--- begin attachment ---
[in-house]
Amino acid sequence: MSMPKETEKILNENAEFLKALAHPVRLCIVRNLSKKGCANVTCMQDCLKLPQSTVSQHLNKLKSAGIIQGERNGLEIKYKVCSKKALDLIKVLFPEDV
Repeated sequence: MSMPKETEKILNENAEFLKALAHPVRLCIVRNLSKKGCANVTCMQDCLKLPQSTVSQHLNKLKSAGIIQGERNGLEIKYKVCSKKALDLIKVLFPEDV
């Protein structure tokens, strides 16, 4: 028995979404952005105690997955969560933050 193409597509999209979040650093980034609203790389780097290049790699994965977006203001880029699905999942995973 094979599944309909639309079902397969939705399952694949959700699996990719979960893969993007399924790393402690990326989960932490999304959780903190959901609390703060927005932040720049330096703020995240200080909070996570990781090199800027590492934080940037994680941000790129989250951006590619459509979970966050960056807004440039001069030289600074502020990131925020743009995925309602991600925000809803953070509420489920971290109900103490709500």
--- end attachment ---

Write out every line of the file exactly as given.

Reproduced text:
[in-house]
Amino acid sequence: MSMPKETEKILNENAEFLKALAHPVRLCIVRNLSKKGCANVTCMQDCLKLPQSTVSQHLNKLKSAGIIQGERNGLEIKYKVCSKKALDLIKVLFPEDV
Repeated sequence: MSMPKETEKILNENAEFLKALAHPVRLCIVRNLSKKGCANVTCMQDCLKLPQSTVSQHLNKLKSAGIIQGERNGLEIKYKVCSKKALDLIKVLFPEDV
């Protein structure tokens, strides 16, 4: 028995979404952005105690997955969560933050 193409597509999209979040650093980034609203790389780097290049790699994965977006203001880029699905999942995973 094979599944309909639309079902397969939705399952694949959700699996990719979960893969993007399924790393402690990326989960932490999304959780903190959901609390703060927005932040720049330096703020995240200080909070996570990781090199800027590492934080940037994680941000790129989250951006590619459509979970966050960056807004440039001069030289600074502020990131925020743009995925309602991600925000809803953070509420489920971290109900103490709500």